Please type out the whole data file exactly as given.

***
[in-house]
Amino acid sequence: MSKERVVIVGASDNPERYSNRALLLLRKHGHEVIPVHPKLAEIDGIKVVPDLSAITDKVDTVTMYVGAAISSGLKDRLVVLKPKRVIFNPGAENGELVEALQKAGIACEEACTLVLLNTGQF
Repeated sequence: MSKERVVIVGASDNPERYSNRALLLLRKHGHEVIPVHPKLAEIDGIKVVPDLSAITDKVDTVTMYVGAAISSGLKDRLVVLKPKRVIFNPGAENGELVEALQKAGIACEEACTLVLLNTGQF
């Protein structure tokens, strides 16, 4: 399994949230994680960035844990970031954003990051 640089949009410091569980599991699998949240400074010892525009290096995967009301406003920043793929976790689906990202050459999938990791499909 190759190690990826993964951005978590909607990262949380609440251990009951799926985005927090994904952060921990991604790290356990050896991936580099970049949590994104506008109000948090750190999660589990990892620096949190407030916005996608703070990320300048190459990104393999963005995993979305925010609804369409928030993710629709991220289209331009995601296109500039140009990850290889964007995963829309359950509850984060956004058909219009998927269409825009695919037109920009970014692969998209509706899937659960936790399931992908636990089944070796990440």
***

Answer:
[in-house]
Amino acid sequence: MSKERVVIVGASDNPERYSNRALLLLRKHGHEVIPVHPKLAEIDGIKVVPDLSAITDKVDTVTMYVGAAISSGLKDRLVVLKPKRVIFNPGAENGELVEALQKAGIACEEACTLVLLNTGQF
Repeated sequence: MSKERVVIVGASDNPERYSNRALLLLRKHGHEVIPVHPKLAEIDGIKVVPDLSAITDKVDTVTMYVGAAISSGLKDRLVVLKPKRVIFNPGAENGELVEALQKAGIACEEACTLVLLNTGQF
């Protein structure tokens, strides 16, 4: 399994949230994680960035844990970031954003990051 640089949009410091569980599991699998949240400074010892525009290096995967009301406003920043793929976790689906990202050459999938990791499909 190759190690990826993964951005978590909607990262949380609440251990009951799926985005927090994904952060921990991604790290356990050896991936580099970049949590994104506008109000948090750190999660589990990892620096949190407030916005996608703070990320300048190459990104393999963005995993979305925010609804369409928030993710629709991220289209331009995601296109500039140009990850290889964007995963829309359950509850984060956004058909219009998927269409825009695919037109920009970014692969998209509706899937659960936790399931992908636990089944070796990440």